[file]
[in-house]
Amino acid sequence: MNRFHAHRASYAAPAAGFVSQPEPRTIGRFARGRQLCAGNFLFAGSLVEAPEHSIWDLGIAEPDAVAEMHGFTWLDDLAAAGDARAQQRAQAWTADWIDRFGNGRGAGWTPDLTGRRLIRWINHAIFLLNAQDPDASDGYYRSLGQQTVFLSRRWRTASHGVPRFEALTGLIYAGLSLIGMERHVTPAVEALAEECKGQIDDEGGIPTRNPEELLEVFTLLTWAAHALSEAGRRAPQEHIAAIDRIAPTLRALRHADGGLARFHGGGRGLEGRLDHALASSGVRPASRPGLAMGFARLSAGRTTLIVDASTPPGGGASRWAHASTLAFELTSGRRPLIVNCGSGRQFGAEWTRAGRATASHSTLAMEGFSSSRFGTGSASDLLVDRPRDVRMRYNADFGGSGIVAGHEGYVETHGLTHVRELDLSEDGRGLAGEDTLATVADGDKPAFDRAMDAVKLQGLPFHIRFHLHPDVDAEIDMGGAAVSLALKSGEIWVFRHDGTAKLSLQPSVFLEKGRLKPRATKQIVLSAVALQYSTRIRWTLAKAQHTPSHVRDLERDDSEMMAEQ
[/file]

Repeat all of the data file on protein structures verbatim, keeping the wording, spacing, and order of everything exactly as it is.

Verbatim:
[in-house]
Amino acid sequence: MNRFHAHRASYAAPAAGFVSQPEPRTIGRFARGRQLCAGNFLFAGSLVEAPEHSIWDLGIAEPDAVAEMHGFTWLDDLAAAGDARAQQRAQAWTADWIDRFGNGRGAGWTPDLTGRRLIRWINHAIFLLNAQDPDASDGYYRSLGQQTVFLSRRWRTASHGVPRFEALTGLIYAGLSLIGMERHVTPAVEALAEECKGQIDDEGGIPTRNPEELLEVFTLLTWAAHALSEAGRRAPQEHIAAIDRIAPTLRALRHADGGLARFHGGGRGLEGRLDHALASSGVRPASRPGLAMGFARLSAGRTTLIVDASTPPGGGASRWAHASTLAFELTSGRRPLIVNCGSGRQFGAEWTRAGRATASHSTLAMEGFSSSRFGTGSASDLLVDRPRDVRMRYNADFGGSGIVAGHEGYVETHGLTHVRELDLSEDGRGLAGEDTLATVADGDKPAFDRAMDAVKLQGLPFHIRFHLHPDVDAEIDMGGAAVSLALKSGEIWVFRHDGTAKLSLQPSVFLEKGRLKPRATKQIVLSAVALQYSTRIRWTLAKAQHTPSHVRDLERDDSEMMAEQ